“A very pleasant place to build a town”.
In September 1609, Henry Hudson anchored along a bay on the Hudson River outside of what would become known as the City of Peekskill. His firstmate noted in the ship’s log that it was a “very pleasant place to build a town”. By the time of the American Revolution, George Washington established the city as the headquarters for the Continental Army in 1776 and the tiny community was an important manufacturing center from its various mills along the several creeks and streams.
Jan Peek was Peekskill’s earliest European resident, recognized as making first contact with the Lenape Native American people that populated the lower Hudson Valley at that time. The name “Peekskill” derives from a combination of the Jan Peek’s last name and the Dutch word for stream, “kil” or “kill”.
Peekskill & Civil Rights History
Peekskill holds a prominent place in the history of civil-rights for African Americans. It is the most significant place in the Hudson River Valley for understanding the history of American slavery and the Underground Railroad, the network of secret sites that helped fugitive slaves travel to freedom. Historical underground railroad sites include the home of William Sands known as the “Safe House”, the home of the famous abolitionist Henry Ward Beecher, the A.M.E. Zion Church (whose members included Harriet, Tubman, Sojourner Truth, and Frederick Douglass).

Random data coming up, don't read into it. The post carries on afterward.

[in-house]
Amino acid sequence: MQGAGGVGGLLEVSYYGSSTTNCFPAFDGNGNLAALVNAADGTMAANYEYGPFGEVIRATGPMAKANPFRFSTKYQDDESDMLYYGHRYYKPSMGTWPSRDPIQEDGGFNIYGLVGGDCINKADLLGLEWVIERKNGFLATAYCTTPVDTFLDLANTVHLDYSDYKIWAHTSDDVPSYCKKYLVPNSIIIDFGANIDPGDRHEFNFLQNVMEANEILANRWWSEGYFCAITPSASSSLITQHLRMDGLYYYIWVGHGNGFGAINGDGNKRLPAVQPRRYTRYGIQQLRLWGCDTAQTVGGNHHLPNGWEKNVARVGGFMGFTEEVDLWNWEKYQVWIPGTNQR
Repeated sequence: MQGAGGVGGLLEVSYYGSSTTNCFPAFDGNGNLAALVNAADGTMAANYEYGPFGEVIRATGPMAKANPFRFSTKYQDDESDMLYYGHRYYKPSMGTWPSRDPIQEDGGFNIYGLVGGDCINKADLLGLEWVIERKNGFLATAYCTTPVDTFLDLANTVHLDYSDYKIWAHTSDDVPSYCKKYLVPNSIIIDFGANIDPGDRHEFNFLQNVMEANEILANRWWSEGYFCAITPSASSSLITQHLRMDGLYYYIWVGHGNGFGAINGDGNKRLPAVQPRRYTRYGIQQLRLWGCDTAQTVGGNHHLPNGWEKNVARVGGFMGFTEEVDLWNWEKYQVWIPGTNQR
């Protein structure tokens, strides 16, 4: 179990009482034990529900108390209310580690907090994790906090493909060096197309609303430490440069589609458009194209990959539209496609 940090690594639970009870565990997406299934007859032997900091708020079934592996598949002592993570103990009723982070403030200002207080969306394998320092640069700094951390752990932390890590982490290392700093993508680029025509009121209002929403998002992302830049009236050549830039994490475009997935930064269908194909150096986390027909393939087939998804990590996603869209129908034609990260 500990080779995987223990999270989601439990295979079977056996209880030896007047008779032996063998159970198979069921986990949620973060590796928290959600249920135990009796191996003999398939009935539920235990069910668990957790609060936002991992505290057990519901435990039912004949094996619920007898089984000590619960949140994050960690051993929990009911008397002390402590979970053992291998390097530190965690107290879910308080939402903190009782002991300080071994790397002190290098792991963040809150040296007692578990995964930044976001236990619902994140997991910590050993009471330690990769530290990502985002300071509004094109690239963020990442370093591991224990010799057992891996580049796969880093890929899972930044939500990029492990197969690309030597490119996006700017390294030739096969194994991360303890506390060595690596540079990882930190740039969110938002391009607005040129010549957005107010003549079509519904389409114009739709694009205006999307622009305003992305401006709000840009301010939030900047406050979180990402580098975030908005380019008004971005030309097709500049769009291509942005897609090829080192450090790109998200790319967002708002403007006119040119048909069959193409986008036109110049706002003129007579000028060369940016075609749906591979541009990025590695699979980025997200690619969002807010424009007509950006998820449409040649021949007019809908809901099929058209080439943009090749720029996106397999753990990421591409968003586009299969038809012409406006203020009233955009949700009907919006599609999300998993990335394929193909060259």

In modern civil rights history, Peekskill would become known infamously as the place of the “Peekskill Riots” in 1949, local violent protest against the concerts announced by prominent activist Paul Robeson to benefit the Civil Rights Congress. More recently, Peekskill would become the first city in New York State to elect an African American mayor, Richard E. Jackson in 1984.
A City that Makes Things
Peekskill has always been known as an industrial center – a city that makes things. Whether it be the mills of Peek’s Creek providing essential gunpowder, leather, planks, and flour for the fight for American independence, prominence as a maker of brick pavers, iron plows and stoves, or the invention of Crayola Crayons at the Peekskill Chemical Company, our City has a historical heritage of making, doing and creating that lives on today.
Peekskill has been home to numerous individuals that make their mark in the world with an inventive, entrepreneurial spirit. Peekskill was the home of Peter Cooper, who built the first successful locomotive to be used as an American rail-road and sponsored the first trans-Atlantic telegraph. L. Frank Baum, who wrote The Wonderful Wizard of Oz, attended school in Peekskill and it is believed that a fragment of the “yellow brick road” that inspired him still exists downtown today.
We continue to be a home for artists, craftsmen, and individuals who recognize our downtown as a place they can build their future. We hope you’ll join us.
For a walking tour of historical places downtown, please download this guide.